Morgan Stanley is an international financial services firm with 37 offices in 22 countries. Since 1993, Morgan Stanley has used Kerberos for initial login authentication by 3500 UNIX accounts (75% of total) on 4000 UNIX machines (80% of total) spread over a large WAN over 20 sites on 3 continents. Several Kerberized applications were also deployed: those originally supplied by MIT (rsh/rlogin/rcp), as well as a handful of proprietary Morgan Stanley Kerberized client-server applications. Kerberos has solved the classic security problems caused by cleartext passwords traveling over networks, and has spurred development of authenticated client-server business applications. It has also helped us take a big step towards providing single sign-on access to all computing platforms in the Firm. While the theory and implementation of the Kerberos protocol is of great interest to corporate Information Technology (IT) departments, a host of practical integration problems exist that were not generally faced by its designers and implements. This paper discusses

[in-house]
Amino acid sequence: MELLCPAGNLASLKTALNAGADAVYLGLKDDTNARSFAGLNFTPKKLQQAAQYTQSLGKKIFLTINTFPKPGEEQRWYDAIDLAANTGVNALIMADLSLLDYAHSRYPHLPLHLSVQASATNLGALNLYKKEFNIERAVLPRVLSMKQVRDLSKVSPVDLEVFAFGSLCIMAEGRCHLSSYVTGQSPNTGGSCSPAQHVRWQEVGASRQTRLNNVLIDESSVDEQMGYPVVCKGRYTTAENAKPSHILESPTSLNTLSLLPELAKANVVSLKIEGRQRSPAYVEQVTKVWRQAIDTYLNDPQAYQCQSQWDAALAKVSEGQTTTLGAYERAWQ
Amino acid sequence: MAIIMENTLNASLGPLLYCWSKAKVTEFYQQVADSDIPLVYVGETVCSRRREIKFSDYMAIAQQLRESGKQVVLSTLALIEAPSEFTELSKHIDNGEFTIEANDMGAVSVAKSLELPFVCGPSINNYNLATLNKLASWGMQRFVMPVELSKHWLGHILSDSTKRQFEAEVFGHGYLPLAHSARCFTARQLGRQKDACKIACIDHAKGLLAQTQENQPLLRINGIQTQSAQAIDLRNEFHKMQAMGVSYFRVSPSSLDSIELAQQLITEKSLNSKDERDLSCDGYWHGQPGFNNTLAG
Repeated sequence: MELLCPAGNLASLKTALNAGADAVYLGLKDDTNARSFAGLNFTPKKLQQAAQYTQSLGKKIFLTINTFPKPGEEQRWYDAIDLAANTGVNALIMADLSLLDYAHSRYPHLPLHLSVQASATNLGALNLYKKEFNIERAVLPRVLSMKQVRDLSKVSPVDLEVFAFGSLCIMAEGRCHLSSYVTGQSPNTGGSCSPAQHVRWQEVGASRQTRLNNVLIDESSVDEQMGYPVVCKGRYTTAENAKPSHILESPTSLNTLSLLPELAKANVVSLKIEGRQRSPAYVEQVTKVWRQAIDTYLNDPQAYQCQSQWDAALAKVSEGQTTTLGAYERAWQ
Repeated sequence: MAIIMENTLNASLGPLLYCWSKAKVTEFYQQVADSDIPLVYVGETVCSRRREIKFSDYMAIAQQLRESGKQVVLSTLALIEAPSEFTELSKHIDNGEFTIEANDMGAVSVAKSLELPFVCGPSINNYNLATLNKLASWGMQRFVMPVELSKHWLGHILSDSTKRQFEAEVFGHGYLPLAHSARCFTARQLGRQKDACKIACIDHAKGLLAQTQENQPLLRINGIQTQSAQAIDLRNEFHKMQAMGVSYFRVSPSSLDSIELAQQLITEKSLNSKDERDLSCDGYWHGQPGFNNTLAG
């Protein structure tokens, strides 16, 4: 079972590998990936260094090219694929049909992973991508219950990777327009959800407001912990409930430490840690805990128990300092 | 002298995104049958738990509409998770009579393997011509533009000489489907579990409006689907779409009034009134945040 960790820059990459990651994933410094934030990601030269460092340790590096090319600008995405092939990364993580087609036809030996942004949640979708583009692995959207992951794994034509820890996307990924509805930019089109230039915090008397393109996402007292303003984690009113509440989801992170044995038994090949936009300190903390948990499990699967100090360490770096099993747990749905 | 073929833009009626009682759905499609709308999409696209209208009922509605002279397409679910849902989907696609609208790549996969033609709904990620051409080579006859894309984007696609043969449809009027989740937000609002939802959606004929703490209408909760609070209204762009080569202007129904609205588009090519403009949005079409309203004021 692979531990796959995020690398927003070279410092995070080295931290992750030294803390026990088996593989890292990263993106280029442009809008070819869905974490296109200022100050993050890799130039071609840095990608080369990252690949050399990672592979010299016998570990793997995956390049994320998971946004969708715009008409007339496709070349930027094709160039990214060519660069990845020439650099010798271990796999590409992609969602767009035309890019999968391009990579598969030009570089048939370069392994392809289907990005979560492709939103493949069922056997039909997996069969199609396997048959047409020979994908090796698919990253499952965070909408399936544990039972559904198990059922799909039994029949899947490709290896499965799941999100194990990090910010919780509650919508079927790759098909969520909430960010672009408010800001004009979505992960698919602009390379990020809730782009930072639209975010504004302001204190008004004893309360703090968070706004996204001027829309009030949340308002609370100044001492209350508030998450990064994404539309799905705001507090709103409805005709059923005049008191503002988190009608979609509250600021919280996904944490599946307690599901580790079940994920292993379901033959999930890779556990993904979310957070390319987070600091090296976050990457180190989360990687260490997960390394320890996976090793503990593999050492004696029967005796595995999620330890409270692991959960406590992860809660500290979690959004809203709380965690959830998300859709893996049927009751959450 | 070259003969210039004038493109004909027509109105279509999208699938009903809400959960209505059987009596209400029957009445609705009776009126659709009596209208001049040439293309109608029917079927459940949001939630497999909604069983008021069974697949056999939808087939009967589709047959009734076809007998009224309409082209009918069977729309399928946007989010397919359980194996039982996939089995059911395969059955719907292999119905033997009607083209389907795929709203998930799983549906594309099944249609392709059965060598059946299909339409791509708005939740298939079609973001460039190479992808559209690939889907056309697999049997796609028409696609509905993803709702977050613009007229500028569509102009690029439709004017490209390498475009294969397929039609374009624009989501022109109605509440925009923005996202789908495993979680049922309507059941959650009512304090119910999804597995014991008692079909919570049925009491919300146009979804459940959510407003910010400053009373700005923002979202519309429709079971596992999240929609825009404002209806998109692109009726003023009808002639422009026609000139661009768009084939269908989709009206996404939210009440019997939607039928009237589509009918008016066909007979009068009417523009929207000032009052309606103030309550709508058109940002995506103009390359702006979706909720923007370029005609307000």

2.1 Transition Planning
Deploying any software into corporate production environments requires careful planning, thorough testing, and coordination with many groups in IT and other business units. New software must be rolled out in a series of small, reversible steps to minimize the impact on the production environment in case of unforeseen problems. In addition to these requirements, we had to meet the following goals to effect a smooth transition to Kerberos 5: 1. Backwards compatibility: Existing production software should continue to work unchanged to the greatest extent possible.